Here's What Young People Really Want In A Partner Compared To Older Generations

by Kristine Fellizar

There are so many different ways to meet people today, whether you do it IRL, online, or have someone fix you up. Unlike dating apps that typically use algorithms to find your perfect match or friends who like to pawn you off to their other single friends, matchmakers work with you to figure out what you really want in a partner in order to find the best possible match for you. According to matchmakers, there's one thing millennials really want in a partner above everything else.

Three Day Rule, a full-service matchmaking service backed by Match, recently conducted a study of over 3,000 dates they put together. Although going to a matchmaker isn't something you hear everyday, it might surprise you to know that over a third of their clients are millennials and a huge majority of them are male (80 percent versus 20 percent female). That's not a typical thing either. The majority of their Gen X and Baby Boomer clients happen to be female (60 percent versus 40 percent male).

After working with people across different age groups, Tina Wie, matchmaker and COO of Three Day Rule, tells Bustle that millennials do approach love and relationships much differently than previous generations.

"The way that millennials define what it means to be in a relationship is quite different than their parents," Wie says. There is no 'right' type of relationship. You can be cohabitating together but not married, you could be in a polyamorous relationship, and you can have children on your own without a committed partner. They're less anxious about marriage and building a nuclear family, and they place less importance on the institution of marriage and more on the quality of the relationship without the official certificate."

Since young people aren't as traditional in their views on what a relationship is, what we look for in a partner is so much different as well. Here's what young people really want in a partner and how it differs from previous generations:


An Equal

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"Millennials want someone to be their equal and their partner in every way," Wie says. "They have very high standards around this." It's the number one thing millennials want.

They want someone who can be their lover, their co-founder of a company, their travel buddy, and their intellectual equal. "This is evidenced by the age gap data particularly among heterosexual millennial men who have more successful dates with women their own age," Wie says.

Gen X and Baby Boomer males, on the other hand, most successfully match with women an average of nine years younger than them.


Someone With A Sense Of Adventure

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Spontaneity is the second trait millennials tend to prioritize when looking for a partner. That's because millennials are very experiential, Wie says. They're more interested in dating someone with a sense of adventure, who's willing to try new things and isn't set in their ways. "We see this in the types of dates they prefer," she says. "Millennials don't want to just go on a regular dinner and movie date. They prefer museum dates, hiking dates, dates where you learn a craft, etc. There are even a lot of apps out there for millennials that focus on travel buddy dating."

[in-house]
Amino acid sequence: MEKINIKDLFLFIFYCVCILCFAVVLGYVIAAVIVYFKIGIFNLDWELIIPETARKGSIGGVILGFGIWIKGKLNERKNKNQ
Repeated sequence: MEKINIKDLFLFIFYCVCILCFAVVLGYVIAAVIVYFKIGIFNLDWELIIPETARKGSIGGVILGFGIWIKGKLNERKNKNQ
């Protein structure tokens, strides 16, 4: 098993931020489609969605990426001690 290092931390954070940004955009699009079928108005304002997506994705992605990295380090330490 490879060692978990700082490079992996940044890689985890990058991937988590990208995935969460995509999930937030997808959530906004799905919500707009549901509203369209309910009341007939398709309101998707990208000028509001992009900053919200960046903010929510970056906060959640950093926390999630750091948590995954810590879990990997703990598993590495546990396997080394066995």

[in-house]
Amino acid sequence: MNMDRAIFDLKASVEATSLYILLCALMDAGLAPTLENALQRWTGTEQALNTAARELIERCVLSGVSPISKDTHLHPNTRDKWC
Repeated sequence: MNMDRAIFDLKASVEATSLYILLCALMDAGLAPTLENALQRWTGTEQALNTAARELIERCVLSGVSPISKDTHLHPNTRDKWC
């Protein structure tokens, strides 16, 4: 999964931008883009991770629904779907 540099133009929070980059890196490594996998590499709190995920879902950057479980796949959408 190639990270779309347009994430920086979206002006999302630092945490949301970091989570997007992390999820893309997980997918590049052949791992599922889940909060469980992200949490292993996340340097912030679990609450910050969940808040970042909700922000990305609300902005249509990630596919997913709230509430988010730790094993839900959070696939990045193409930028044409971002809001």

Authenticity And Passion

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Being true to yourself, your values and what you believe in is super important for millennials. Same goes for having a genuine passion for something. Unlike previous generations, Wie says, "Millennials value partners who have genuine interests, hobbies, and passions that they follow whether it is activism, or a strong belief in something to make the world a better place (i.e. protecting the environment, women's rights, LGBTQ+ activism)."


A Different Type Of Status

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For older generations, "status" is all about the tradional things like the size of your house, your job title, and the type of car you drive. But according to Wie, millenials chase a different type of status.

"It's understanding and embracing what makes them unique," she says. "It's being authentic to who they are and following their own hopes and dreams. It's less about climbing the corporate ladder and more about carving their own path, which feels good to them and their own values. It's their distinct individualism." So millenials are less about finding someone for the material things and more about finding someone who feels good about themselves.

You've probably heard how millennials are horrible at dating and don't value relationships as much as other age groups do. But according to Wie, that's not true. "Millennials just have a checklist for everything and high expectations for what they want in a partner," she says. "Their ideal is someone to share their hopes, dreams and aspirations with — on every level." Unfortunately, that's not exactly the easiest thing to find.

This just goes to show you that millennials may not be so bad at dating and relationships after all. It all just comes down to finding the right partner for you.